When performing robotic pancreaticoduodenectomy, there is a definite benefit in facilitating anastomosis with higher degree of freedom. When pancreaticojejunostomy is performed by laparoscopy, there is limited freedom of instrument motion, and the needle holder manipulation is difficult. In contrast, when pancreaticojejunostomy is performed by the robot-assisted method, suturing can be performed almost the same as in open surgery, without any limitation of movement.
There have been several early reports of robotic surgery for GBC[3,18,19]. In 2020, Belli et al. reported their experience on robotic surgery for 8 patients with GBC, with a mean operative time of 147 minutes and a 0% conversion rate. However, some issues need to be addressed. Surgery of GBC ranges from relatively simple cholecystectomy and lymphadenectomy to liver resection and bile duct resection. Early GBC may only require cholecystectomy with or without lymphadenectomy. Advanced cases may require extensive surgery with liver resection, and/or bile duct resection. If the operation is complicated, either laparoscopy and robot-assisted surgery can be chosen depending on each surgeon’s preference. But in relatively simple surgery, the issue of cost-effectiveness matters.
Due to the monopoly of Da Vinci robotics, the cost of robotic surgery is still high. Many patients in Korea do not have insurance coverages for robotic surgery, forcing them to pay the high cost of robotic surgery out-of-pocket. For pancreas and liver surgery, the operative type is planned preoperatively. In contrast, in the treatment of GBC, the decision to proceed with a radical operation is often decided according to the results of the intraoperative frozen section pathology. Therefore, routine use of robots for any stage of GBC can be too expensive. Another demerit of robot-assisted surgery is the lack of proper instruments. When liver resection is required, parenchymal transection may be difficult, as there is no cavitron ultrasonic surgical aspirator in robotic surgery. Harmonic scalpel is frequently used as well for parenchymal transection in liver surgery. However, a robotic harmonic scalpel with endo-wrist movement has yet to be developed, diminishing the advantage of robotic surgery. In many cases of GBC, lymphadenectomy can be the only necessary procedure for an extended cholecystectomy. This procedure can be performed superbly with laparoscopic surgery. The benefits of choosing the robotic system for just the lymphadenectomy are questionable.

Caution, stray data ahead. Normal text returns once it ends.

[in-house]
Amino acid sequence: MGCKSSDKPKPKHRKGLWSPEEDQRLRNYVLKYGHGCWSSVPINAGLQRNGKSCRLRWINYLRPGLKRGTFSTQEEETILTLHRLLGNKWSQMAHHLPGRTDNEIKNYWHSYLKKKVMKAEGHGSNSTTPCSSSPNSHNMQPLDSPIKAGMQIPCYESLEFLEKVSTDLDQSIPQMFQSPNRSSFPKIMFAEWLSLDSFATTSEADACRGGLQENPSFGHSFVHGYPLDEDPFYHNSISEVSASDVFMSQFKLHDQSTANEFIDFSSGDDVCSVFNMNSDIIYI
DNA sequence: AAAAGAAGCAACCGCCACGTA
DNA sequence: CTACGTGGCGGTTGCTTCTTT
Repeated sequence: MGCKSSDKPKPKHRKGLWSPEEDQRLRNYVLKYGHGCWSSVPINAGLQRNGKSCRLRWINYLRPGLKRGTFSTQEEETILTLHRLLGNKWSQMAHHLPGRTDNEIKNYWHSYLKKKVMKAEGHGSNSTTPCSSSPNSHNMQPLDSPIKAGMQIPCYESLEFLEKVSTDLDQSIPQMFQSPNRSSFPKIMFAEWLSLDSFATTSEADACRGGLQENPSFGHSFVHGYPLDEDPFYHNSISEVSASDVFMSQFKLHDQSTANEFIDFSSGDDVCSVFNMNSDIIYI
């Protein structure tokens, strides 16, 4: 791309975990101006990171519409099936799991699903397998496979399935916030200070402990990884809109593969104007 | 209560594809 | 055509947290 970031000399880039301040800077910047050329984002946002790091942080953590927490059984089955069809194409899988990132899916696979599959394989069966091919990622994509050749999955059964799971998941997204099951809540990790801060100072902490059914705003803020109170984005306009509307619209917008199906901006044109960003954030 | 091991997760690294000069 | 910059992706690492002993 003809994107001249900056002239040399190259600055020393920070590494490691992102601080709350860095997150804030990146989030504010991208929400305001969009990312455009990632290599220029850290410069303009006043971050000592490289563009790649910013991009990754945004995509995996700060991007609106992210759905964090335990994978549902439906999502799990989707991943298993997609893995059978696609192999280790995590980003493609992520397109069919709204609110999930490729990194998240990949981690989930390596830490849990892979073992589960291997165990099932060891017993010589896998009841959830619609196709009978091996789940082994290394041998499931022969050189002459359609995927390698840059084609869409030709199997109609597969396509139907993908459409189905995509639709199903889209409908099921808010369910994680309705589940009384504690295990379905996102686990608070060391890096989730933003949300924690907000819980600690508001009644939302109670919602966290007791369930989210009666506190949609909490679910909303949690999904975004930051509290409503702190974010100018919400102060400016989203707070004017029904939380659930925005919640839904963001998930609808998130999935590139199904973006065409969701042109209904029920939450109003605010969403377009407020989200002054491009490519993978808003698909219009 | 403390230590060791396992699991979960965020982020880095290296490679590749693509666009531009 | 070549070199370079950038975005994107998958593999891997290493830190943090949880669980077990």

The dissemination of robotic surgery may be different from the dissemination of laparoscopic surgery. When laparoscopic surgery was first introduced, there was the very definite, obvious benefit of reduced scars and faster recovery compared to open surgery. The only concern was to ensure the oncologic safety. However, robotic surgery has no obvious benefits over laparoscopic surgery, which makes adoption of the procedure still a matter of debate, even decades after the introduction of robotic surgery.
Breakthrough innovations in the field of surgery are constantly happening. We are currently debating the pros and cons of laparoscopic and robotic surgery, but as is outlined in this editorial by professor
Laparoscopic surgery is a safe, effective alternative for open surgery in the treatment of gallbladder cancer. The benefits of robotic surgery should be proven with further research.
Manuscript drafting: Lee JS
Made substantial contributions to conception and design of the study, editing, and administrative support: Han HS
Provided administrative, technical, and material support: Yoon YS, Cho JY, Lee HW, Lee BR, Kim MW,
Not applicable.Financial support and sponsorship
None.Conflicts of interest
All authors declared that there are no conflicts of interest.Ethical approval and consent to participate
Not applicable.Consent for publication
© The Author(s) 2021.